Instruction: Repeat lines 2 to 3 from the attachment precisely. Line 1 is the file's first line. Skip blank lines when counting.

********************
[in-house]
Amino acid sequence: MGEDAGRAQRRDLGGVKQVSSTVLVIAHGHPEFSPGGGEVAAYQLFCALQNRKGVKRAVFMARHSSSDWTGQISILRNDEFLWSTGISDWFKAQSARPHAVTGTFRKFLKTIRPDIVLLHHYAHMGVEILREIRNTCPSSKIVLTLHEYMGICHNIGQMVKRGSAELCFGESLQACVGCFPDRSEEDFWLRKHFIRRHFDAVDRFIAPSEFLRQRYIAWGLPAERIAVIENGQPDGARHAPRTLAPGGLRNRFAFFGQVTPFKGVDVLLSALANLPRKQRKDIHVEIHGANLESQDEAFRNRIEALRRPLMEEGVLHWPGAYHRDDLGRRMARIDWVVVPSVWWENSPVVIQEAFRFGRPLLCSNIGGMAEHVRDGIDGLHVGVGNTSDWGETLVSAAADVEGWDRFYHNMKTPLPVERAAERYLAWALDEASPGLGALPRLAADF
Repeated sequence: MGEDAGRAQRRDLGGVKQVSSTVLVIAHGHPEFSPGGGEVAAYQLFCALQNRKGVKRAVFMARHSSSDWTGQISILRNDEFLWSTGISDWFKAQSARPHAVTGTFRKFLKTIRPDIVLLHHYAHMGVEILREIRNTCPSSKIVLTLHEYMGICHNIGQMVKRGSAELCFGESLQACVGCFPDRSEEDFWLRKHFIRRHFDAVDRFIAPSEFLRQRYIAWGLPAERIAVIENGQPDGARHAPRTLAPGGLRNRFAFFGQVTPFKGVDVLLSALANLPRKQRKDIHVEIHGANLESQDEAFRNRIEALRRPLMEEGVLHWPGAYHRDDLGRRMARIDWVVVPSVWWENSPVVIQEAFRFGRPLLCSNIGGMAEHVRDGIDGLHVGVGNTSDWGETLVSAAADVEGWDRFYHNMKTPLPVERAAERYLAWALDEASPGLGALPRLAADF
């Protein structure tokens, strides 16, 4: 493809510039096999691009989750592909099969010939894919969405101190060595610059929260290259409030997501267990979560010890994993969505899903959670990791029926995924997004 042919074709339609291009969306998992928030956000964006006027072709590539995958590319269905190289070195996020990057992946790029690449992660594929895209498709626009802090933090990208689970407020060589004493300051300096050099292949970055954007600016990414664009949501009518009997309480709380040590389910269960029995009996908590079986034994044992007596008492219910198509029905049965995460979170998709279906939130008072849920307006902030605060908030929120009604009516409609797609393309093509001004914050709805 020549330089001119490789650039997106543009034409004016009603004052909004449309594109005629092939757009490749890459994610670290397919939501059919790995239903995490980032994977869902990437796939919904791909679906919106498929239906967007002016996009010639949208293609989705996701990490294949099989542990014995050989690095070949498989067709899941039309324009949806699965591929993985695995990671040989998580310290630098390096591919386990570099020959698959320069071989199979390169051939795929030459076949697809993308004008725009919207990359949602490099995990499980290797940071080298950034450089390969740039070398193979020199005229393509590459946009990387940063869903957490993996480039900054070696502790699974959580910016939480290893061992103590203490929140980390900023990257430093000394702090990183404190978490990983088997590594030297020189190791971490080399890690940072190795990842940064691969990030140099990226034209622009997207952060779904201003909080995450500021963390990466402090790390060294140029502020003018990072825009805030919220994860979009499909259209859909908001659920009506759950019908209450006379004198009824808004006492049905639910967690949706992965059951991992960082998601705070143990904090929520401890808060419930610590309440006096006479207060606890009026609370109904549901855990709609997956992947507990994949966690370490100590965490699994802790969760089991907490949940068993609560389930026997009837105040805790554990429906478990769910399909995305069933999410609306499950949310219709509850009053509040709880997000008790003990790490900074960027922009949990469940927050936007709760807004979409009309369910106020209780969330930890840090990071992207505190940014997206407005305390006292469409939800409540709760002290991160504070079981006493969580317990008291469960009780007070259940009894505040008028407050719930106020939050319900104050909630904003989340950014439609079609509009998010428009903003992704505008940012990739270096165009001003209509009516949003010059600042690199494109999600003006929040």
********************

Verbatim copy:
Amino acid sequence: MGEDAGRAQRRDLGGVKQVSSTVLVIAHGHPEFSPGGGEVAAYQLFCALQNRKGVKRAVFMARHSSSDWTGQISILRNDEFLWSTGISDWFKAQSARPHAVTGTFRKFLKTIRPDIVLLHHYAHMGVEILREIRNTCPSSKIVLTLHEYMGICHNIGQMVKRGSAELCFGESLQACVGCFPDRSEEDFWLRKHFIRRHFDAVDRFIAPSEFLRQRYIAWGLPAERIAVIENGQPDGARHAPRTLAPGGLRNRFAFFGQVTPFKGVDVLLSALANLPRKQRKDIHVEIHGANLESQDEAFRNRIEALRRPLMEEGVLHWPGAYHRDDLGRRMARIDWVVVPSVWWENSPVVIQEAFRFGRPLLCSNIGGMAEHVRDGIDGLHVGVGNTSDWGETLVSAAADVEGWDRFYHNMKTPLPVERAAERYLAWALDEASPGLGALPRLAADF
Repeated sequence: MGEDAGRAQRRDLGGVKQVSSTVLVIAHGHPEFSPGGGEVAAYQLFCALQNRKGVKRAVFMARHSSSDWTGQISILRNDEFLWSTGISDWFKAQSARPHAVTGTFRKFLKTIRPDIVLLHHYAHMGVEILREIRNTCPSSKIVLTLHEYMGICHNIGQMVKRGSAELCFGESLQACVGCFPDRSEEDFWLRKHFIRRHFDAVDRFIAPSEFLRQRYIAWGLPAERIAVIENGQPDGARHAPRTLAPGGLRNRFAFFGQVTPFKGVDVLLSALANLPRKQRKDIHVEIHGANLESQDEAFRNRIEALRRPLMEEGVLHWPGAYHRDDLGRRMARIDWVVVPSVWWENSPVVIQEAFRFGRPLLCSNIGGMAEHVRDGIDGLHVGVGNTSDWGETLVSAAADVEGWDRFYHNMKTPLPVERAAERYLAWALDEASPGLGALPRLAADF